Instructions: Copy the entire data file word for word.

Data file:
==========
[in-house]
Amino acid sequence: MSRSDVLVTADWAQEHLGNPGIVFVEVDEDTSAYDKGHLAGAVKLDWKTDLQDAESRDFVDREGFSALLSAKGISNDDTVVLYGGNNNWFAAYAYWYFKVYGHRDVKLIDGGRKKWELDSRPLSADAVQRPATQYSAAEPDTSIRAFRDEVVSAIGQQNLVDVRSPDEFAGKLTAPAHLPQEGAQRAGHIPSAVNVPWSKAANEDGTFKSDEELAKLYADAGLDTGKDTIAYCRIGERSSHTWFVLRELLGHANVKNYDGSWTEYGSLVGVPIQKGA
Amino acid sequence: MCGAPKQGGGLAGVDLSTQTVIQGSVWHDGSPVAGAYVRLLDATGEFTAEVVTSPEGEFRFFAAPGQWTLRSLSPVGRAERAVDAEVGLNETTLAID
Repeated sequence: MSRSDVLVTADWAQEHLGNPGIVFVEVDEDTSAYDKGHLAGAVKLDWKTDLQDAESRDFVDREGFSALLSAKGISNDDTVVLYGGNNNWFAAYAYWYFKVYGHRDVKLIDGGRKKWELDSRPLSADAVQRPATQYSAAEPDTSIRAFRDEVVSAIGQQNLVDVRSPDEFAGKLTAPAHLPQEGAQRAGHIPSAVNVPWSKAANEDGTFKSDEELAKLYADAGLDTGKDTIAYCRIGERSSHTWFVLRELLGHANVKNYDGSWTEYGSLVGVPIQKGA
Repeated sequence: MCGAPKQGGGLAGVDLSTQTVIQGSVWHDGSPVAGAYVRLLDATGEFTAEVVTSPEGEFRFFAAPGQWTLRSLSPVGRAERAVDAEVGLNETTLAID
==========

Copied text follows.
[in-house]
Amino acid sequence: MSRSDVLVTADWAQEHLGNPGIVFVEVDEDTSAYDKGHLAGAVKLDWKTDLQDAESRDFVDREGFSALLSAKGISNDDTVVLYGGNNNWFAAYAYWYFKVYGHRDVKLIDGGRKKWELDSRPLSADAVQRPATQYSAAEPDTSIRAFRDEVVSAIGQQNLVDVRSPDEFAGKLTAPAHLPQEGAQRAGHIPSAVNVPWSKAANEDGTFKSDEELAKLYADAGLDTGKDTIAYCRIGERSSHTWFVLRELLGHANVKNYDGSWTEYGSLVGVPIQKGA
Amino acid sequence: MCGAPKQGGGLAGVDLSTQTVIQGSVWHDGSPVAGAYVRLLDATGEFTAEVVTSPEGEFRFFAAPGQWTLRSLSPVGRAERAVDAEVGLNETTLAID
Repeated sequence: MSRSDVLVTADWAQEHLGNPGIVFVEVDEDTSAYDKGHLAGAVKLDWKTDLQDAESRDFVDREGFSALLSAKGISNDDTVVLYGGNNNWFAAYAYWYFKVYGHRDVKLIDGGRKKWELDSRPLSADAVQRPATQYSAAEPDTSIRAFRDEVVSAIGQQNLVDVRSPDEFAGKLTAPAHLPQEGAQRAGHIPSAVNVPWSKAANEDGTFKSDEELAKLYADAGLDTGKDTIAYCRIGERSSHTWFVLRELLGHANVKNYDGSWTEYGSLVGVPIQKGA
Repeated sequence: MCGAPKQGGGLAGVDLSTQTVIQGSVWHDGSPVAGAYVRLLDATGEFTAEVVTSPEGEFRFFAAPGQWTLRSLSPVGRAERAVDAEVGLNETTLAID